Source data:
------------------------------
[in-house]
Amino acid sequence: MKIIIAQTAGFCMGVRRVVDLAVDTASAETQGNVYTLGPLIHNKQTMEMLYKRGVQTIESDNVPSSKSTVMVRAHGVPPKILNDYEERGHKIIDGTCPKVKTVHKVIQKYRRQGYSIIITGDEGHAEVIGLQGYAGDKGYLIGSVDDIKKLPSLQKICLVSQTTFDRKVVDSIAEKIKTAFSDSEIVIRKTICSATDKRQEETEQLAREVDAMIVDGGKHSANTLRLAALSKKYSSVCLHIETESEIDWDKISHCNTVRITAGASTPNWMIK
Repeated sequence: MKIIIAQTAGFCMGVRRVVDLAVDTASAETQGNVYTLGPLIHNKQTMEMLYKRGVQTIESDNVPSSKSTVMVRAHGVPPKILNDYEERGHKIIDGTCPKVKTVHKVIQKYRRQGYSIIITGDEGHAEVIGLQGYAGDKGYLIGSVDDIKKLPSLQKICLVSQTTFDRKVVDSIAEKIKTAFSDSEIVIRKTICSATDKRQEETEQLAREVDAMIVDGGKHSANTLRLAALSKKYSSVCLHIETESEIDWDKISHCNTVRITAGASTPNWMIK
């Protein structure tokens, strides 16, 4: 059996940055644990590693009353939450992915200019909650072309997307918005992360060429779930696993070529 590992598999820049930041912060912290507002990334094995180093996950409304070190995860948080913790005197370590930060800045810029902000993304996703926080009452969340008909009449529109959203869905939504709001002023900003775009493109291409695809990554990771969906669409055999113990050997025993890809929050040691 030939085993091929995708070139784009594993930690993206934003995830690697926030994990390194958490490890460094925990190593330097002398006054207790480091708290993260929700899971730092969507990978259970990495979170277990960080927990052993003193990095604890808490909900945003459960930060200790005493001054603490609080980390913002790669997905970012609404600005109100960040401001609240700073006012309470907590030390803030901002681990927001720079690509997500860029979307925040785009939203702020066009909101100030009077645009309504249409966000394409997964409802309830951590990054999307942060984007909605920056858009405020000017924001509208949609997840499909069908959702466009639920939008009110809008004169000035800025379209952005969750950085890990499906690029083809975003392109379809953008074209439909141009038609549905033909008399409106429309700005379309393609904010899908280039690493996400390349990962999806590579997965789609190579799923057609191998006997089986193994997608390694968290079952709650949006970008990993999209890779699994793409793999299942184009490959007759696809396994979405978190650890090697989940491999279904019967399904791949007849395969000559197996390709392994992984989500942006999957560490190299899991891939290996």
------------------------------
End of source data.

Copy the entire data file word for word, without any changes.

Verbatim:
[in-house]
Amino acid sequence: MKIIIAQTAGFCMGVRRVVDLAVDTASAETQGNVYTLGPLIHNKQTMEMLYKRGVQTIESDNVPSSKSTVMVRAHGVPPKILNDYEERGHKIIDGTCPKVKTVHKVIQKYRRQGYSIIITGDEGHAEVIGLQGYAGDKGYLIGSVDDIKKLPSLQKICLVSQTTFDRKVVDSIAEKIKTAFSDSEIVIRKTICSATDKRQEETEQLAREVDAMIVDGGKHSANTLRLAALSKKYSSVCLHIETESEIDWDKISHCNTVRITAGASTPNWMIK
Repeated sequence: MKIIIAQTAGFCMGVRRVVDLAVDTASAETQGNVYTLGPLIHNKQTMEMLYKRGVQTIESDNVPSSKSTVMVRAHGVPPKILNDYEERGHKIIDGTCPKVKTVHKVIQKYRRQGYSIIITGDEGHAEVIGLQGYAGDKGYLIGSVDDIKKLPSLQKICLVSQTTFDRKVVDSIAEKIKTAFSDSEIVIRKTICSATDKRQEETEQLAREVDAMIVDGGKHSANTLRLAALSKKYSSVCLHIETESEIDWDKISHCNTVRITAGASTPNWMIK
């Protein structure tokens, strides 16, 4: 059996940055644990590693009353939450992915200019909650072309997307918005992360060429779930696993070529 590992598999820049930041912060912290507002990334094995180093996950409304070190995860948080913790005197370590930060800045810029902000993304996703926080009452969340008909009449529109959203869905939504709001002023900003775009493109291409695809990554990771969906669409055999113990050997025993890809929050040691 030939085993091929995708070139784009594993930690993206934003995830690697926030994990390194958490490890460094925990190593330097002398006054207790480091708290993260929700899971730092969507990978259970990495979170277990960080927990052993003193990095604890808490909900945003459960930060200790005493001054603490609080980390913002790669997905970012609404600005109100960040401001609240700073006012309470907590030390803030901002681990927001720079690509997500860029979307925040785009939203702020066009909101100030009077645009309504249409966000394409997964409802309830951590990054999307942060984007909605920056858009405020000017924001509208949609997840499909069908959702466009639920939008009110809008004169000035800025379209952005969750950085890990499906690029083809975003392109379809953008074209439909141009038609549905033909008399409106429309700005379309393609904010899908280039690493996400390349990962999806590579997965789609190579799923057609191998006997089986193994997608390694968290079952709650949006970008990993999209890779699994793409793999299942184009490959007759696809396994979405978190650890090697989940491999279904019967399904791949007849395969000559197996390709392994992984989500942006999957560490190299899991891939290996």